05 October 2023

Empowering Nepali Girls Through Mountain Trekking: A Davis Project for Peace

Pokharise , a project by three Geneva Graduate Institute students, Emme Perreve, Eva Luvisotto and Maëlle Lécureuil , aiming to empower young Nepali girls through mountain trekking, environmental and cultural education won the prestigious Projects for Peace grant. Founded by Institute alumna Kathryn Wasserman Davis in 2007, the Davis Peace Foundation rewards "individuals who demonstrate innovation and persistence in building peace and transforming conflict." Pokharise led their 10-day programme in Nepal in September 2023, supporting 13 girls in their first experiences in the Himalayan mountains.

What is your project and how did you come up with it?

As three young women who are passionate about mountains and the outdoors and readily acknowledge the role that these activities have played — and are still playing — in our personal development, it made sense to us to conduct a project on these bases. When the opportunity to submit a 10,000 USD project proposal to the Davis Peace Foundation arose, we started thinking about how we could shape a development project around three main values close to our hearts: mountain accessibility, women’s empowerment and environment safeguarding. And our proposal won!

Together with our local partners in Nepal, the Kathmandu Environmental Education Project (KEEP) and Rising Lotus Children Village (RLCV), we carried out a 10-day programme to empower young, disadvantaged Nepali girls through mountain trekking, cultural and environmental education. This included supporting 13 girls in their first experiences in the Himalayan mountains, trekking with experienced female and local guides, receiving environmental training from a female Nepali environmental scientist, meeting with Nepali women figures of mountaineering, and participating in a number of side activities on women’s empowerment, developing leadership skills or creativity. 


What are the major impacts of the project, and how does the mountain trekking component contribute to these impacts?

The mountains played an initial and central role in our project, because they represent an excellent vehicle for the values and activities we wanted to promote herewith.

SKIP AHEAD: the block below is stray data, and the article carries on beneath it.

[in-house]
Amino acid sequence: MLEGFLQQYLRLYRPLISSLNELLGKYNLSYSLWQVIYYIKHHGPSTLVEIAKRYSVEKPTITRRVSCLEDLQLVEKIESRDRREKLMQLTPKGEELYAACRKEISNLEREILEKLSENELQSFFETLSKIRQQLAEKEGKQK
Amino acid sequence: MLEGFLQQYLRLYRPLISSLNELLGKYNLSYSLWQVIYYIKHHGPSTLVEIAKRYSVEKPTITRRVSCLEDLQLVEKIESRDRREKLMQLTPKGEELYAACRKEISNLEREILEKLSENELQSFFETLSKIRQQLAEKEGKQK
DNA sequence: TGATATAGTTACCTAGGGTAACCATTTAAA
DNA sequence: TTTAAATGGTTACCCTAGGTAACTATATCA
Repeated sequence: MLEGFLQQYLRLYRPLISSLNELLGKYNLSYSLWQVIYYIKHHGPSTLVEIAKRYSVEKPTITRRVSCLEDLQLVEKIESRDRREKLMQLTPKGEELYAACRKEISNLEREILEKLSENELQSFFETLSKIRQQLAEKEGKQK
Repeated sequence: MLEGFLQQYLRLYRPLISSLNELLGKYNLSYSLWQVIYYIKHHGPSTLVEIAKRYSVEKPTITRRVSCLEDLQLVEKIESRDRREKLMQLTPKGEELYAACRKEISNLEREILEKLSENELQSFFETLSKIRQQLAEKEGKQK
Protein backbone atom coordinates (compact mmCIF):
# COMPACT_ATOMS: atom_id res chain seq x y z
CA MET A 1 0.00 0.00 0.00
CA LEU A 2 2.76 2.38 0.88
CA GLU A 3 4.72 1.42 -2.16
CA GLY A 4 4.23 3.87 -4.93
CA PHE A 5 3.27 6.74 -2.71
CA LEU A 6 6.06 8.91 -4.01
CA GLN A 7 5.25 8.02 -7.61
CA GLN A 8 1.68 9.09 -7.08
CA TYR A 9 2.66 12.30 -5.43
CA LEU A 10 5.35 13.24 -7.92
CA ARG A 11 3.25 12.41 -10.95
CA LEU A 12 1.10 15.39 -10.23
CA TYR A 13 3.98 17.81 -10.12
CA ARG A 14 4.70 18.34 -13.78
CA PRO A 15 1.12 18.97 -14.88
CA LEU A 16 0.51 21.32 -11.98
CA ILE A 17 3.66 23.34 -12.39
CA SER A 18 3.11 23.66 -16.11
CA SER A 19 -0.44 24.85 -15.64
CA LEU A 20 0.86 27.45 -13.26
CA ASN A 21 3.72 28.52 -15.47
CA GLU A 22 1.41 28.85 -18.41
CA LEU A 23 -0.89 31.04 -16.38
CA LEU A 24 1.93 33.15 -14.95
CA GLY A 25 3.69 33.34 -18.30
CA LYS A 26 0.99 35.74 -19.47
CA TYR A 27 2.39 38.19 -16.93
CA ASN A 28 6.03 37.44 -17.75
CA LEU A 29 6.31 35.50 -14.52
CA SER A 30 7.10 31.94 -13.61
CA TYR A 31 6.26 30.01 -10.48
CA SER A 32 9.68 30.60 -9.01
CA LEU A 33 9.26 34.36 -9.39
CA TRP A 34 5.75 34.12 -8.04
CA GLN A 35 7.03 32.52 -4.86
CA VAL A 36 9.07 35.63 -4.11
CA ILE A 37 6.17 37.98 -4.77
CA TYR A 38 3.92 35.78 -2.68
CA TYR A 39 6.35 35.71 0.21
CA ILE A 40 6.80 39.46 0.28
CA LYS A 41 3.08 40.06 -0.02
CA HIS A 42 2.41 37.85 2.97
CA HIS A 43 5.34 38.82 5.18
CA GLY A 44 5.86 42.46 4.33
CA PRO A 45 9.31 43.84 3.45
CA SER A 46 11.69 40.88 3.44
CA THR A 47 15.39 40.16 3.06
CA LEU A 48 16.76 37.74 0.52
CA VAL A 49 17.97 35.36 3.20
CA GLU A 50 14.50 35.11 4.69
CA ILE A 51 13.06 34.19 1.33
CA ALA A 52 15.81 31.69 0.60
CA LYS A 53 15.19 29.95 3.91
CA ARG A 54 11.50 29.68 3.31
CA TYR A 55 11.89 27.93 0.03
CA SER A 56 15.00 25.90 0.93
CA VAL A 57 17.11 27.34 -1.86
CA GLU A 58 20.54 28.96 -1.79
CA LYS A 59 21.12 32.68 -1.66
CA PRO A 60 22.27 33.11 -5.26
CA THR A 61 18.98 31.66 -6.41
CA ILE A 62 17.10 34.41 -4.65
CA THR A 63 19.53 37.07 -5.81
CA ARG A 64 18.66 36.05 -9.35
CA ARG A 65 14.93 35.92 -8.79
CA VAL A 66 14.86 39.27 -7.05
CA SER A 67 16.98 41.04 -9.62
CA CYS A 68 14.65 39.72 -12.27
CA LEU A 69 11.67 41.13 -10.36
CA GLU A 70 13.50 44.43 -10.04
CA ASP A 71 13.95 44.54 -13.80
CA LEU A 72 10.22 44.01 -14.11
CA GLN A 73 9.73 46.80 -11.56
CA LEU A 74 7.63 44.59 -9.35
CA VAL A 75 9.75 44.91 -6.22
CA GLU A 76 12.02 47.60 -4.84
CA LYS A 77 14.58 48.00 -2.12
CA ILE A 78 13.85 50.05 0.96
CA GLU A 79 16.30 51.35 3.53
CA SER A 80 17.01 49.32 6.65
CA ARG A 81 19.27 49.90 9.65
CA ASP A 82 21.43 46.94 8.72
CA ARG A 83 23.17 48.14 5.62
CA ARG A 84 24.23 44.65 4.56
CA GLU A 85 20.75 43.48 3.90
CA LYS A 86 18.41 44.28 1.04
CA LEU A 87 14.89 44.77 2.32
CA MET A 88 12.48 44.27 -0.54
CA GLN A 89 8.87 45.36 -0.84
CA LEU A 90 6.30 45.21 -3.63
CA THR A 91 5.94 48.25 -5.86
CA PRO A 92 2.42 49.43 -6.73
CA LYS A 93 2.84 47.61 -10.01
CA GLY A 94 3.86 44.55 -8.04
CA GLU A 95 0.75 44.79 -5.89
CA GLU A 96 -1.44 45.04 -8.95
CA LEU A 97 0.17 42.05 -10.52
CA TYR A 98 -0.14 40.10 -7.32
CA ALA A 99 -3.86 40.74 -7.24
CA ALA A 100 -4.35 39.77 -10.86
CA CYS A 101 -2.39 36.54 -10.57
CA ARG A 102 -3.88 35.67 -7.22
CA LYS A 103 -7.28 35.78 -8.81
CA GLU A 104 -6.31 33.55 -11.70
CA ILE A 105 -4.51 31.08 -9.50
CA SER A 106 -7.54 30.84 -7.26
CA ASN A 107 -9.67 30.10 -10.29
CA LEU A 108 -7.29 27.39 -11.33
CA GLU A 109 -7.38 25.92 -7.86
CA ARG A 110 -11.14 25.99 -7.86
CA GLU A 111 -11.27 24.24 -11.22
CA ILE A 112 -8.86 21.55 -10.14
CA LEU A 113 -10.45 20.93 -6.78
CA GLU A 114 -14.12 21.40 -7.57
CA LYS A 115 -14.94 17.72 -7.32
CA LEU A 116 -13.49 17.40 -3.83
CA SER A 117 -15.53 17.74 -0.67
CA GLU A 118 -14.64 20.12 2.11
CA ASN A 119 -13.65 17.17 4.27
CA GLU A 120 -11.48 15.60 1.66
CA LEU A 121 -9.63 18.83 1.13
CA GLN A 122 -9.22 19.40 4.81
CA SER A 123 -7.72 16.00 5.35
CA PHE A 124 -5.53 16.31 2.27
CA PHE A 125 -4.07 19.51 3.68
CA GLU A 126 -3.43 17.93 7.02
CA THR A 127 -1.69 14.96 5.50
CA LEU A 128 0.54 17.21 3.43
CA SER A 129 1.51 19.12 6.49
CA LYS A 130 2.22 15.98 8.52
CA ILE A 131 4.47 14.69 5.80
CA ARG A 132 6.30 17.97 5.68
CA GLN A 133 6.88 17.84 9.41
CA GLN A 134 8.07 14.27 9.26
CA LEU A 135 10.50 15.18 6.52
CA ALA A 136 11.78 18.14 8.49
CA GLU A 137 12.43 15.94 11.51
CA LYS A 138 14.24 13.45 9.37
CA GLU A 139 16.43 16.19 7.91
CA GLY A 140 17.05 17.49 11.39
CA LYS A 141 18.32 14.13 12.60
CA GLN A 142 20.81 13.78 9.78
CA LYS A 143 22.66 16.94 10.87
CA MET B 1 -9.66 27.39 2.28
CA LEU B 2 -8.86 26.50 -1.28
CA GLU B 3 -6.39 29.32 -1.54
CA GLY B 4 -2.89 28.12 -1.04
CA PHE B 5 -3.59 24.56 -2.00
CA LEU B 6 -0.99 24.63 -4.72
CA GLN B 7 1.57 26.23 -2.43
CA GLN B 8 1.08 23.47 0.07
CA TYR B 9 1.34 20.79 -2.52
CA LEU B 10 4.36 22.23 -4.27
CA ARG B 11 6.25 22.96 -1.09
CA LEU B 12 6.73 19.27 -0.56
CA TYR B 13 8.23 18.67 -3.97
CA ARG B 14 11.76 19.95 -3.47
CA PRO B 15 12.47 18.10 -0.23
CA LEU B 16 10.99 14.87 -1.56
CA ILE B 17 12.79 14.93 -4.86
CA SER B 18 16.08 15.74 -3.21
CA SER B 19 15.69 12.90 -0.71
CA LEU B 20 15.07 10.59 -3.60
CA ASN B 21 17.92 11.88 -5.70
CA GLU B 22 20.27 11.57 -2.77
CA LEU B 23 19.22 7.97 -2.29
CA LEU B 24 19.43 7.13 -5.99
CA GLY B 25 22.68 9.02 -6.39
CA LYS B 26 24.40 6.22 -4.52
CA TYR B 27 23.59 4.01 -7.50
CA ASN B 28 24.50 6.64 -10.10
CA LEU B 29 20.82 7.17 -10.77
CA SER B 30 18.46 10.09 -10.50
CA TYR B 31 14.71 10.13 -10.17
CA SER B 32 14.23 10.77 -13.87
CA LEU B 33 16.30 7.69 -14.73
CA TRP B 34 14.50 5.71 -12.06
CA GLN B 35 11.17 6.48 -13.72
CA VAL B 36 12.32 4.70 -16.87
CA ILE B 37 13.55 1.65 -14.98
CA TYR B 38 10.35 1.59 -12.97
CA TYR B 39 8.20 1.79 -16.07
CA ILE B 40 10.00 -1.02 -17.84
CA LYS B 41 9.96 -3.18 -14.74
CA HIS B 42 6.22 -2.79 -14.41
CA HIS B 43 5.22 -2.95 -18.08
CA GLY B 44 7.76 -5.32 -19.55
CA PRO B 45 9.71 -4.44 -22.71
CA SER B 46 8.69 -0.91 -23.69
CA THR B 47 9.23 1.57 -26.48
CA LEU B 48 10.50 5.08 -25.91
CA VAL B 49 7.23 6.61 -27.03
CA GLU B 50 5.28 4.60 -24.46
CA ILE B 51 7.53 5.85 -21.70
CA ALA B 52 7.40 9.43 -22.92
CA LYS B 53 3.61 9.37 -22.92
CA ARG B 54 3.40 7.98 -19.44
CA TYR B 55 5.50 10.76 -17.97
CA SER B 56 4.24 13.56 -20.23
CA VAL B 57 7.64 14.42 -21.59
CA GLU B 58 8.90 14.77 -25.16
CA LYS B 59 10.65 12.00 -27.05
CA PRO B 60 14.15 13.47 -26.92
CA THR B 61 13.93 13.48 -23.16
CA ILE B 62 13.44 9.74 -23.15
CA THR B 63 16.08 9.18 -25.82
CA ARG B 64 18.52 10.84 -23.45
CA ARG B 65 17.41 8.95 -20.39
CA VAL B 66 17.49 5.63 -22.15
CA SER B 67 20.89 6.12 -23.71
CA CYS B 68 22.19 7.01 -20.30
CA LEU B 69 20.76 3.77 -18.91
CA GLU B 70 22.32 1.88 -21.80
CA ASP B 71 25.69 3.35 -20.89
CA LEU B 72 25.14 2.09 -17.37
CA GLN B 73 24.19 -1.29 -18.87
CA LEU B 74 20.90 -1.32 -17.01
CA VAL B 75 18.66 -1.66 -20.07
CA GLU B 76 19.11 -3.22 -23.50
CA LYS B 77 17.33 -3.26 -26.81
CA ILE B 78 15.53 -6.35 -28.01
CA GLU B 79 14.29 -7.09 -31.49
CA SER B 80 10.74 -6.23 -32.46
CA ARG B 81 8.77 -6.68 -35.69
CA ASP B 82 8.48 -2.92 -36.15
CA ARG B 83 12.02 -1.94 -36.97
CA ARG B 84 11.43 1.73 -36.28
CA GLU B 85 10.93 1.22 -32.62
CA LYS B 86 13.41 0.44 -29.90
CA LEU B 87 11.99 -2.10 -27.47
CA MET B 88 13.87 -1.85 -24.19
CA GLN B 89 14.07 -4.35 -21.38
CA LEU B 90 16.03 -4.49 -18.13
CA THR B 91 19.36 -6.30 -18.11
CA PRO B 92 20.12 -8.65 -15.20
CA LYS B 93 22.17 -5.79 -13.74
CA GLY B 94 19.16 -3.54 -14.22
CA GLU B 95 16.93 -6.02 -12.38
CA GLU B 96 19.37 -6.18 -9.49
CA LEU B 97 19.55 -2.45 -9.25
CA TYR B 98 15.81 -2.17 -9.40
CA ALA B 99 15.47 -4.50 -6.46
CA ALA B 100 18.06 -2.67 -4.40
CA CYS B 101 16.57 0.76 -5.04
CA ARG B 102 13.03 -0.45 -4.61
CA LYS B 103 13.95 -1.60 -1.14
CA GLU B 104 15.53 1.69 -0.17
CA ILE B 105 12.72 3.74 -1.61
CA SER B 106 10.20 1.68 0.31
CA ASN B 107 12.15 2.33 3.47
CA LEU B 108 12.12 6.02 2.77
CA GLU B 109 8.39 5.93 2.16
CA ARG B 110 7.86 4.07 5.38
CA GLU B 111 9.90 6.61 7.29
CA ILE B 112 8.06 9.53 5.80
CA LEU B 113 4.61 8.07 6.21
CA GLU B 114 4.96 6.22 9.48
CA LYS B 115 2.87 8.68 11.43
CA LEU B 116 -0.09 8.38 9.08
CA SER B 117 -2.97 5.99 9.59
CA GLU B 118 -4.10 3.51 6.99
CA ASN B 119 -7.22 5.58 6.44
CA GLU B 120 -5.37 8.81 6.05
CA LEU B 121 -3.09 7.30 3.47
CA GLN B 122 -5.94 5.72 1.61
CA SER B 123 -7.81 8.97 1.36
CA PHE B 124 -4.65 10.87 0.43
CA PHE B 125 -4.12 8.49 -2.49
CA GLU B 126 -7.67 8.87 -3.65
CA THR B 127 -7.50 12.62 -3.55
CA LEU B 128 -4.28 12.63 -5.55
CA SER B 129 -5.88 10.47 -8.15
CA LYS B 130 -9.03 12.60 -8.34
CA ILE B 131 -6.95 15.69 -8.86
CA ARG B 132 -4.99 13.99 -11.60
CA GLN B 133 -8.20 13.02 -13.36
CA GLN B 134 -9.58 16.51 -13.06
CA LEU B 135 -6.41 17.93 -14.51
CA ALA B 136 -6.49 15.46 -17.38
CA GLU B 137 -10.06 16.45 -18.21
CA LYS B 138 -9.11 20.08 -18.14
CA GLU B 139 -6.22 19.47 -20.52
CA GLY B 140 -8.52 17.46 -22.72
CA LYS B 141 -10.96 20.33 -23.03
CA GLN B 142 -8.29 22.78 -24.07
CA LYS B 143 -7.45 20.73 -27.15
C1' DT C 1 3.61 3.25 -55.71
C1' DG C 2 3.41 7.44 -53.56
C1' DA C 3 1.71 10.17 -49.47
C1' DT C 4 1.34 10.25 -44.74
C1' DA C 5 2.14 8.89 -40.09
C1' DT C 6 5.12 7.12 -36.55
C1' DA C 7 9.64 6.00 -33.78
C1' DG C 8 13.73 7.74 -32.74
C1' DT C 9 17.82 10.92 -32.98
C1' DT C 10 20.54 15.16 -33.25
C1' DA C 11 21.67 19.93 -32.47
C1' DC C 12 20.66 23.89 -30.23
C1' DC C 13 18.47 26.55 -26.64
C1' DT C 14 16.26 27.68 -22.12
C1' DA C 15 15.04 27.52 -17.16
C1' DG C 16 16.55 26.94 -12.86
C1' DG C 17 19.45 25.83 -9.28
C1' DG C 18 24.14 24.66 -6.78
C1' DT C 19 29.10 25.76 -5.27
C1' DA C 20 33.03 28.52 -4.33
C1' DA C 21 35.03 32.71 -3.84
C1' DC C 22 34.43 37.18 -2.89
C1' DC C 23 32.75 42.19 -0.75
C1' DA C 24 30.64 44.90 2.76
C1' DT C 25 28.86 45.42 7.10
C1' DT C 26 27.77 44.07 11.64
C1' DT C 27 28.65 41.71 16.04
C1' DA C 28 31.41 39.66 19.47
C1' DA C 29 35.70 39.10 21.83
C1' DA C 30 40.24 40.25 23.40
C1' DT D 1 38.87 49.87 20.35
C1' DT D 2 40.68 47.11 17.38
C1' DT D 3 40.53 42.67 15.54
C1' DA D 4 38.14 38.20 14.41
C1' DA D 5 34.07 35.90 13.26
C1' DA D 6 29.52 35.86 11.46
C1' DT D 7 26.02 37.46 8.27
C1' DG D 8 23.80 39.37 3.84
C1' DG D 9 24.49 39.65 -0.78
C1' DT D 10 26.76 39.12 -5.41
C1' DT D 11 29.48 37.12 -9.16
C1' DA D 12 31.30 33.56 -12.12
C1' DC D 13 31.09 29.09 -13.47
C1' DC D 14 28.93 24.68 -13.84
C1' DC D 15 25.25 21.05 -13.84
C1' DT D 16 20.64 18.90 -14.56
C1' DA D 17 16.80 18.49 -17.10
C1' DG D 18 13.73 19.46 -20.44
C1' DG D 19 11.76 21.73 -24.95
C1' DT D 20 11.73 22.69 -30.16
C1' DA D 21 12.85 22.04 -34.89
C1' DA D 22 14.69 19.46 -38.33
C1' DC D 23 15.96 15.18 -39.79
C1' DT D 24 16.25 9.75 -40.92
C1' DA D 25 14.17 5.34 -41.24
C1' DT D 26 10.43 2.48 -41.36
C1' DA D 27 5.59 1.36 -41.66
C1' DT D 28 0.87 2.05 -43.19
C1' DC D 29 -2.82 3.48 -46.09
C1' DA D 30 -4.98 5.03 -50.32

In the Nepali context, there is a lack of confidence in women's general abilities and capacity for independence. Trekking is an excellent way of dispelling this idea that women are less capable of being strong, achieving sporting feats and gaining confidence in their own physical and mental endurance. By covering long distances and surpassing their limits, the participants expressed their sense of pride, self-confidence and unity: many participants wrote in their diaries that trekking was both the most difficult and the most fulfilling thing they had ever done. 

Trekking in the Nepalese mountains — an activity usually confined to Western tourists and the male staff escorting them — with young girls mostly from urban areas was also a way of breaking down the existing barriers to the mountainous space because of their gender and social class.


What are the main challenges you encountered?

When we started thinking about this project, we simply had an idea that we wanted to realise. Informing ourselves and talking with many people who were closer with the Nepali realities was very precious to making the idea a reality: it enabled us to understand how important and relevant this project was in the Nepali context. Although we were given many pieces of advice, we could only grasp their full depth when truly experiencing the local context.

Co-organising this project with our partners has been crucial, as they had the contextual knowledge we didn’t have, but they also sometimes deviated from the design visions we had. This taught us to be explicit and clear about what we wanted, and daring to talk transparently about the questions or expectations we had. It enabled us to get closer to our ideal as well as to develop a good relationship with our partners.

Moreover, while we had planned a precise schedule ahead of the project, we were confronted with the complexity of respecting it, hence the constant need for flexibility and instant creativity, far from the context of predictability in which we evolve in our academic curriculum.

A last word?

It is really difficult to measure and demonstrate the human impact of a project, yet nothing seems more obvious than the changes that took place and the significant impact they had on the lives of those experiencing them. Many of the participants highlighted in their diaries that the long trek we did was the hardest but best experience they had in their life, or that they were looking forward to share the good environmental practices they have learnt to their peers and family. In the end, they went back home happy and looking forward to creating environmental clubs in their schools, willing to spread their acquired knowledge, to overcome their fears and believe in their aspirations. 

We are looking forward to seeing how the project is sustained through the long-term initiatives that we put in place all together.

For more information on the project, you can have a look at our Instagram account (@pokharise) or send us an email.


A Selection of Images from Pokharise